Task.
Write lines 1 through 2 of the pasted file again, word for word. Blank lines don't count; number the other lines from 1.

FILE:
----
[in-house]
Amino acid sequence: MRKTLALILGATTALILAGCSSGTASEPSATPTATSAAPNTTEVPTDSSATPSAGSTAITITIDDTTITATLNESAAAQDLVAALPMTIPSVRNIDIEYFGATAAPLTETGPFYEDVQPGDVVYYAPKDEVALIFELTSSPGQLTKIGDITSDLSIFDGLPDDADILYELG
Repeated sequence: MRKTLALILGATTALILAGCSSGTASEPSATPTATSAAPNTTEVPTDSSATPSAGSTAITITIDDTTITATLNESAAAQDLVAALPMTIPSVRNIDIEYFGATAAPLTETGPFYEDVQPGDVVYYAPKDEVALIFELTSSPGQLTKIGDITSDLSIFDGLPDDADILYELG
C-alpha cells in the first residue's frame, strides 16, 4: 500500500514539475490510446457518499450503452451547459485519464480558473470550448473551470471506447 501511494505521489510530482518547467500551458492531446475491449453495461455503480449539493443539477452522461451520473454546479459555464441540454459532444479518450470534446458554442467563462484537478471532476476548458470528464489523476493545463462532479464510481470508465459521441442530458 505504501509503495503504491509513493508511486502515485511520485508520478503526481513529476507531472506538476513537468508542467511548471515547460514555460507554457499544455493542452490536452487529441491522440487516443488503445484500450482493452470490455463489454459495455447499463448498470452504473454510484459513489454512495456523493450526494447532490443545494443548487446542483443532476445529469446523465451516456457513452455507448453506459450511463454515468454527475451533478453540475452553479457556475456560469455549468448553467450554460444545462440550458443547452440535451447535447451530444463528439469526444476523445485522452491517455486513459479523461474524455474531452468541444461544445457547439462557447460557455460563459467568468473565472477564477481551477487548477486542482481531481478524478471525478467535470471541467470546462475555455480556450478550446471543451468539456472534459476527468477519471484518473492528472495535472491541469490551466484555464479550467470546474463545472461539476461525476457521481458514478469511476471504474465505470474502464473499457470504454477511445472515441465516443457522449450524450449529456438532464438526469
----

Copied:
[in-house]
Amino acid sequence: MRKTLALILGATTALILAGCSSGTASEPSATPTATSAAPNTTEVPTDSSATPSAGSTAITITIDDTTITATLNESAAAQDLVAALPMTIPSVRNIDIEYFGATAAPLTETGPFYEDVQPGDVVYYAPKDEVALIFELTSSPGQLTKIGDITSDLSIFDGLPDDADILYELG